Kyiv rejects Henry Kissinger's negotiated peace plan for Ukraine

Former US secretary of state says plan would reduce risk of another world war

Former US secretary of state Henry Kissinger. AFP
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Kyiv dismissed comments from former US secretary of state Henry Kissinger that Ukraine should seek a negotiated peace plan with Russia to reduce the risk of sliding into another world war.

Mr Kissinger wrote in The Spectator that Europe's leaders “sleepwalked” into the First World War, resulting in the deaths of millions.

And the Treaty of Versailles, he wrote, left a more fragile power structure than the one it replaced.

Mr Kissinger asked if the war in Ukraine was at a similar turning point.

The war continues to drag on after Russia's February 24 invasion, and Ukraine applied to join Nato after Russia “annexed” the regions of Luhansk, Donetsk, Zaporizhzhia and Kherson.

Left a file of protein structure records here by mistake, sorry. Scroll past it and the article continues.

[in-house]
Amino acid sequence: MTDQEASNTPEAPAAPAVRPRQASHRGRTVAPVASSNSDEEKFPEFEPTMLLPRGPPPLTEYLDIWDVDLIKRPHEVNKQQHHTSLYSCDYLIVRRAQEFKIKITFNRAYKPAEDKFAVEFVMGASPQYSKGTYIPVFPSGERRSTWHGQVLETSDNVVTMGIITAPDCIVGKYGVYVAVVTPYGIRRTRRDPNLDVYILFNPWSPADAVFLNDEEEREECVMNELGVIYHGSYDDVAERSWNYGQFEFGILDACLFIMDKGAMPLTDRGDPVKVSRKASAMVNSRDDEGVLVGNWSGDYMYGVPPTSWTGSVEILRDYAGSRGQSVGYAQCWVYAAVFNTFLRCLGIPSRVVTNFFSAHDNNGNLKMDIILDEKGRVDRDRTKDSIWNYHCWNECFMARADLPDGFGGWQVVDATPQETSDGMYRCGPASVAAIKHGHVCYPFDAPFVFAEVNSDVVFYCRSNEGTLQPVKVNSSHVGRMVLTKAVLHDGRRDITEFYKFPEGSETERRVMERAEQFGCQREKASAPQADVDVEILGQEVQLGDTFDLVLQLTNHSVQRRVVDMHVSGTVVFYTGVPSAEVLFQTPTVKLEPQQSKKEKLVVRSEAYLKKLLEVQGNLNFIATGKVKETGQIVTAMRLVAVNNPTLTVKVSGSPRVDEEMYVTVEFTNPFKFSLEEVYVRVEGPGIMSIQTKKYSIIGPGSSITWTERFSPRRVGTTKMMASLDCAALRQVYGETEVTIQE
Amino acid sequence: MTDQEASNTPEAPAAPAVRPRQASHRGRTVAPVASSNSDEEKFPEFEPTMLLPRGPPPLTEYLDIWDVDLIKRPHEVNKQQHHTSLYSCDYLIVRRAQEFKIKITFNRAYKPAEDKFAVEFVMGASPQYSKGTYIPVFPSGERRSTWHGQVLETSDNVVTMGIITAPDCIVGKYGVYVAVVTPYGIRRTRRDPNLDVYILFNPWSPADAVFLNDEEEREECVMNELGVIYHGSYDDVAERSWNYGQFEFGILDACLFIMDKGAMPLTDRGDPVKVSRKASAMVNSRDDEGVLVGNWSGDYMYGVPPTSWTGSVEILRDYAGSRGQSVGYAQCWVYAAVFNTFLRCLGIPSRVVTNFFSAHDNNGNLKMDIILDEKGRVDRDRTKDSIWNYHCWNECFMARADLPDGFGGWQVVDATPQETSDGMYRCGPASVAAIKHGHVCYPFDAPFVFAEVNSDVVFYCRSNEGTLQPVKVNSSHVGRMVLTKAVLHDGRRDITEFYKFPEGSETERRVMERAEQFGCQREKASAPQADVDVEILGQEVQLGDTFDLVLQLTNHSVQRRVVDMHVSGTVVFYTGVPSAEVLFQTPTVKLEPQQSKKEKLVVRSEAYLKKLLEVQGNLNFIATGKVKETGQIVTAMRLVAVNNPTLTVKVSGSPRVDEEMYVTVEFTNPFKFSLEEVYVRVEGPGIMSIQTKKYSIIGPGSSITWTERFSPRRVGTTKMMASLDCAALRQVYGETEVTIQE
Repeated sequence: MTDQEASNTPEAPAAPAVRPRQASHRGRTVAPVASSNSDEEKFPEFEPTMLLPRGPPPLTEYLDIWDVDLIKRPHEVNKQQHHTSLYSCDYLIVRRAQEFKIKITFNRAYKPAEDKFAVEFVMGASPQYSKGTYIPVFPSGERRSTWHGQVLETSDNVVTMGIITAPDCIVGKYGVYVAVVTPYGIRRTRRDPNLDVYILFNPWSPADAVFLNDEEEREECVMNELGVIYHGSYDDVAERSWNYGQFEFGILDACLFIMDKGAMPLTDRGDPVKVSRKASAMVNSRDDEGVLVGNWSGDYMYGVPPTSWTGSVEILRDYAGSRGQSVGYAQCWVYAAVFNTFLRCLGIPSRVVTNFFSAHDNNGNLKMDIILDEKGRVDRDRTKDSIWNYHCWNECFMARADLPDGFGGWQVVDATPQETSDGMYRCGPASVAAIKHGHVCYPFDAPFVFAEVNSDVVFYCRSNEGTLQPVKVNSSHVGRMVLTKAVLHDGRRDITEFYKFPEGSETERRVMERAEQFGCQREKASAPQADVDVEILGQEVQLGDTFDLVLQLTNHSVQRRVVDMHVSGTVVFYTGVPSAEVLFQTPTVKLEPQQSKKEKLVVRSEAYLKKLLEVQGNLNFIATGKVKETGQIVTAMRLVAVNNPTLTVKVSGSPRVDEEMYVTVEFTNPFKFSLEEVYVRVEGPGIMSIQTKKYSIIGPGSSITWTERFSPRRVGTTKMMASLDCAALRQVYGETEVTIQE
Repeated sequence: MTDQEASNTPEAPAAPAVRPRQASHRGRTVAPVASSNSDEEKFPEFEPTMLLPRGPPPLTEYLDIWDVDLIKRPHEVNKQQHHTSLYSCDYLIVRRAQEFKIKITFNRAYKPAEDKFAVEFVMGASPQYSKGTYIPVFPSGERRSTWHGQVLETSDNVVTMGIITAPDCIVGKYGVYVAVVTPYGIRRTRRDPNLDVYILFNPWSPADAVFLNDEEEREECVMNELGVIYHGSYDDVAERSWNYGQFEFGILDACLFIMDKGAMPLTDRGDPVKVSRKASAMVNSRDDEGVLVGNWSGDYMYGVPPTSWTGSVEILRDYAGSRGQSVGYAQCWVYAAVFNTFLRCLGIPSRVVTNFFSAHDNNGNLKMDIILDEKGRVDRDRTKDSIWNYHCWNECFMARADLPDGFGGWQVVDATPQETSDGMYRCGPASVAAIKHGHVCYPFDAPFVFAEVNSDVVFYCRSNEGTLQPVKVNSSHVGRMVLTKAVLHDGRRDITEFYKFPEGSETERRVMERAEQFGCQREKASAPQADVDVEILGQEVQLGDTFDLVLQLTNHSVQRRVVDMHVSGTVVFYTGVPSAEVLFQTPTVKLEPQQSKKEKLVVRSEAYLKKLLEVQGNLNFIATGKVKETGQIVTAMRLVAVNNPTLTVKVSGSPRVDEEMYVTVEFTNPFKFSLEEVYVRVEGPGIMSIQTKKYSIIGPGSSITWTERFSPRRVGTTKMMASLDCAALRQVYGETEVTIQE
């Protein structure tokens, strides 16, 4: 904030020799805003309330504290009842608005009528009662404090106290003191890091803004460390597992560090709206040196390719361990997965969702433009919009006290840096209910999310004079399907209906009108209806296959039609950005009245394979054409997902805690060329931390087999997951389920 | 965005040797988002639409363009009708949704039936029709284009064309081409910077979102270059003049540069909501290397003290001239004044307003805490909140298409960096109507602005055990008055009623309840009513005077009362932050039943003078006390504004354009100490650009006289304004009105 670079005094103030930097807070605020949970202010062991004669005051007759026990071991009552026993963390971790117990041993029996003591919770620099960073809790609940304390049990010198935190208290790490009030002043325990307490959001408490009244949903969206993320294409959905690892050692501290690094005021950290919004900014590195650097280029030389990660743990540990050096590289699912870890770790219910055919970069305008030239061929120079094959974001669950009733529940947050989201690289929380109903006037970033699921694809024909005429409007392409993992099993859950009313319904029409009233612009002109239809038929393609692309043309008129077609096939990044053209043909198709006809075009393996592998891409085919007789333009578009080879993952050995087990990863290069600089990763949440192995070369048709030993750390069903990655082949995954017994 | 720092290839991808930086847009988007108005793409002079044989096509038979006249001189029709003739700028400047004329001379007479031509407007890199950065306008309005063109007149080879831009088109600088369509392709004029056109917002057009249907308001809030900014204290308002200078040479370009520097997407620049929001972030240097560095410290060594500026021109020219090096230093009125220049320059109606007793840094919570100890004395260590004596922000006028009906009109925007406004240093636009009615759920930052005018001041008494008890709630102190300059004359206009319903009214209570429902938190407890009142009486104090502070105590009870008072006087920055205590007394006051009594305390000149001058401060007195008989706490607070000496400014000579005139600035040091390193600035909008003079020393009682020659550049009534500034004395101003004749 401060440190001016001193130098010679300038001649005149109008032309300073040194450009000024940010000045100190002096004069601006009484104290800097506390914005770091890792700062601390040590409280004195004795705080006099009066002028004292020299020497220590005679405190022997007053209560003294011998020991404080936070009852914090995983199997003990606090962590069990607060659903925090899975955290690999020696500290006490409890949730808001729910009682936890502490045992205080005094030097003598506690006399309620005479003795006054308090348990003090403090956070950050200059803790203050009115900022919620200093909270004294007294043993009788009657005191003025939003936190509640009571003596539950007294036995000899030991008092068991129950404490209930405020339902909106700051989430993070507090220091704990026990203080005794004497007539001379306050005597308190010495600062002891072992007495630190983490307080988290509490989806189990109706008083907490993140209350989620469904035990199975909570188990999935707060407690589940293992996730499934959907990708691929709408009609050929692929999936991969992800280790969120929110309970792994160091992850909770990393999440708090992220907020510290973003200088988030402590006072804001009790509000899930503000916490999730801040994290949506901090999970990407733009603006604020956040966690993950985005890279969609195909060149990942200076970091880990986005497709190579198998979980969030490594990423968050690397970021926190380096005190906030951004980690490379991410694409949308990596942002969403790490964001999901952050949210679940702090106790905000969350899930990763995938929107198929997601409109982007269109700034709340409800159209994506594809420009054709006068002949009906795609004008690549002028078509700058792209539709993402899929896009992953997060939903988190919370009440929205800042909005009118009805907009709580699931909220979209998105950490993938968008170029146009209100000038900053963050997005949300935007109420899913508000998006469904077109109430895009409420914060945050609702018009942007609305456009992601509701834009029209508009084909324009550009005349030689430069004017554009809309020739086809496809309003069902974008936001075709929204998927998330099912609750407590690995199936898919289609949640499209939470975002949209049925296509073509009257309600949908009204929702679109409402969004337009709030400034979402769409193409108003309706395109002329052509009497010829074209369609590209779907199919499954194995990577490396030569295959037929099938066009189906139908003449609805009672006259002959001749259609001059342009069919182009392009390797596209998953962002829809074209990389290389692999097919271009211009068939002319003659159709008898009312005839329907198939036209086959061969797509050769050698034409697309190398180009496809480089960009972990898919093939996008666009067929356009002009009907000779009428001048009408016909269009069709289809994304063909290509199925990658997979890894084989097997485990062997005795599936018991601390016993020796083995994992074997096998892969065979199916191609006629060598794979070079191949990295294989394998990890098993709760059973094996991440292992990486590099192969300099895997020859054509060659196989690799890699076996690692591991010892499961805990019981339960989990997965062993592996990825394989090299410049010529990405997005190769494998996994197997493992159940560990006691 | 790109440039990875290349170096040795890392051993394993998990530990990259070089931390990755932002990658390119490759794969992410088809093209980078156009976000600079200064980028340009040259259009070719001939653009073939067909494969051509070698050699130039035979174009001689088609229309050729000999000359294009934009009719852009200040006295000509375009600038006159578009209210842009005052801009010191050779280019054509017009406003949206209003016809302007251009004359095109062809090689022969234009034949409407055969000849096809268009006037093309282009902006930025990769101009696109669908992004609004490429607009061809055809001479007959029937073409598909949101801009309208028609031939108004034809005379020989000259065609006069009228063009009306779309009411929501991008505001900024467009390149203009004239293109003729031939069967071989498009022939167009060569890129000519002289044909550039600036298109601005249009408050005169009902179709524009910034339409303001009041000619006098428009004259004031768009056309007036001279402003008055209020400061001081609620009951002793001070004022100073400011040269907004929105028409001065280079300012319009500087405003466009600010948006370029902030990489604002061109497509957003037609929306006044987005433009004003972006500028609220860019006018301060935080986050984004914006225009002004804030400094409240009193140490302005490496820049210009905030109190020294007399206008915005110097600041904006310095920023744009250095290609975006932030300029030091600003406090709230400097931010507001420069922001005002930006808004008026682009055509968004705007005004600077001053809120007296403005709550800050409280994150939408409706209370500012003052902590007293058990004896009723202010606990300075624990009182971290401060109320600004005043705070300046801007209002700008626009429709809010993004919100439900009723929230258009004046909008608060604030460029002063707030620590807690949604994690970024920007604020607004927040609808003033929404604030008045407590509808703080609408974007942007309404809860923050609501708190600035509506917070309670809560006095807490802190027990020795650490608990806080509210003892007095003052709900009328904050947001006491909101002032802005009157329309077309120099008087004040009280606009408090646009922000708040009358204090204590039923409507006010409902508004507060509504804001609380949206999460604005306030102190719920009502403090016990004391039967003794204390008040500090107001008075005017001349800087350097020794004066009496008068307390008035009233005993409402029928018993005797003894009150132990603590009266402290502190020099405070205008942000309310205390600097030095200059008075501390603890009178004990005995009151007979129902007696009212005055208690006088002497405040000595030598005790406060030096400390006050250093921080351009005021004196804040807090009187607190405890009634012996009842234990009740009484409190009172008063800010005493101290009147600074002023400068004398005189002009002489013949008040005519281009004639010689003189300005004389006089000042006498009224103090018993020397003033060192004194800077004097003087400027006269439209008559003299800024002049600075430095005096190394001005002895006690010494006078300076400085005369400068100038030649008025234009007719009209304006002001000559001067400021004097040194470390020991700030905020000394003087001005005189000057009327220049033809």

“The time is approaching to build on the strategic changes which have already been accomplished and to integrate them into a new structure towards achieving peace through negotiation,” Mr Kissinger wrote.

“A peace process should link Ukraine to Nato, however expressed. The alternative of neutrality is no longer meaningful, especially after Finland and Sweden joined Nato.”

Mr Kissinger, who extended the policy of detente between the US and Soviet Union during the Cold War, this year proposed a ceasefire in which Russia would retreat to the front lines before its invasion but that Crimea would be the centre of “negotiation”, Reuters reported.

On Sunday he said the peace process should “confirm the freedom of Ukraine and to define a new international structure”.

Russia, he said, should be a part of that new order.

But Ukrainian presidential aide Mykhailo Podolyak said Mr Kissinger understood “neither the nature of this war, nor its impact on the world order”.

“The prescription that the ex-secretary of state calls for, but is afraid to say out loud, is simple: appease the aggressor by sacrificing parts of Ukraine with guarantees of non-aggression against the other states of Eastern Europe,” Mr Podolyak wrote on Telegram.

“All supporters of simple solutions should remember the obvious: any agreement with the devil — a bad peace at the expense of Ukrainian territories — will be a victory for Putin and a recipe for success for autocrats around the world.”

Reuters contributed to this report

Updated: December 18, 2022, 9:18 PM
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